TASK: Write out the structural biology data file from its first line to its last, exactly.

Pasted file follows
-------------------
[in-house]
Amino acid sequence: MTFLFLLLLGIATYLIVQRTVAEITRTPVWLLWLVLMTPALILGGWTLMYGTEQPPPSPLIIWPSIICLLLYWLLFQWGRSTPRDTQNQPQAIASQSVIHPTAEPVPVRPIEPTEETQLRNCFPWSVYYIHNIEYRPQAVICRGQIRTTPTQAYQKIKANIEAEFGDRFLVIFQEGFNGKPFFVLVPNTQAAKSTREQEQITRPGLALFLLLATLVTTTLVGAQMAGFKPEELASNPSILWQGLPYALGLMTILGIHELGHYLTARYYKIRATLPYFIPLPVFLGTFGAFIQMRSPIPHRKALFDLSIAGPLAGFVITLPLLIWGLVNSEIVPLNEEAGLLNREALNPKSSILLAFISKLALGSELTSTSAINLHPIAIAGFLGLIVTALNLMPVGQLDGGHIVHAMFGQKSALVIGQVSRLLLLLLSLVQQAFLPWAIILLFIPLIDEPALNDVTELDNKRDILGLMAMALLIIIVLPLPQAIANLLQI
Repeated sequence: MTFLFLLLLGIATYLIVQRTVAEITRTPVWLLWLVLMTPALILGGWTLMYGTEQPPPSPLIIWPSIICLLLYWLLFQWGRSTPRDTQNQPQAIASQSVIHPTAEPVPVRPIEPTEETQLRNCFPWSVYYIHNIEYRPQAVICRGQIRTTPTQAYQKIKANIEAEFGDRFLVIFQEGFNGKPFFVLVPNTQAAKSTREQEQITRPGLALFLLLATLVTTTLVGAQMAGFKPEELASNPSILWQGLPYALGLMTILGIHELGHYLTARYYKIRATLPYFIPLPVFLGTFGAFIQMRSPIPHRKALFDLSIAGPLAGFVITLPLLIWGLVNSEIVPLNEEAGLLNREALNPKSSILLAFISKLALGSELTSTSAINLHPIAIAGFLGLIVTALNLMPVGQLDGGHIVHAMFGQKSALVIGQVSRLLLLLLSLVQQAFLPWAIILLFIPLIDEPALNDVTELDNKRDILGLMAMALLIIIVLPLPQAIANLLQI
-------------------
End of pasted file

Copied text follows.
[in-house]
Amino acid sequence: MTFLFLLLLGIATYLIVQRTVAEITRTPVWLLWLVLMTPALILGGWTLMYGTEQPPPSPLIIWPSIICLLLYWLLFQWGRSTPRDTQNQPQAIASQSVIHPTAEPVPVRPIEPTEETQLRNCFPWSVYYIHNIEYRPQAVICRGQIRTTPTQAYQKIKANIEAEFGDRFLVIFQEGFNGKPFFVLVPNTQAAKSTREQEQITRPGLALFLLLATLVTTTLVGAQMAGFKPEELASNPSILWQGLPYALGLMTILGIHELGHYLTARYYKIRATLPYFIPLPVFLGTFGAFIQMRSPIPHRKALFDLSIAGPLAGFVITLPLLIWGLVNSEIVPLNEEAGLLNREALNPKSSILLAFISKLALGSELTSTSAINLHPIAIAGFLGLIVTALNLMPVGQLDGGHIVHAMFGQKSALVIGQVSRLLLLLLSLVQQAFLPWAIILLFIPLIDEPALNDVTELDNKRDILGLMAMALLIIIVLPLPQAIANLLQI
Repeated sequence: MTFLFLLLLGIATYLIVQRTVAEITRTPVWLLWLVLMTPALILGGWTLMYGTEQPPPSPLIIWPSIICLLLYWLLFQWGRSTPRDTQNQPQAIASQSVIHPTAEPVPVRPIEPTEETQLRNCFPWSVYYIHNIEYRPQAVICRGQIRTTPTQAYQKIKANIEAEFGDRFLVIFQEGFNGKPFFVLVPNTQAAKSTREQEQITRPGLALFLLLATLVTTTLVGAQMAGFKPEELASNPSILWQGLPYALGLMTILGIHELGHYLTARYYKIRATLPYFIPLPVFLGTFGAFIQMRSPIPHRKALFDLSIAGPLAGFVITLPLLIWGLVNSEIVPLNEEAGLLNREALNPKSSILLAFISKLALGSELTSTSAINLHPIAIAGFLGLIVTALNLMPVGQLDGGHIVHAMFGQKSALVIGQVSRLLLLLLSLVQQAFLPWAIILLFIPLIDEPALNDVTELDNKRDILGLMAMALLIIIVLPLPQAIANLLQI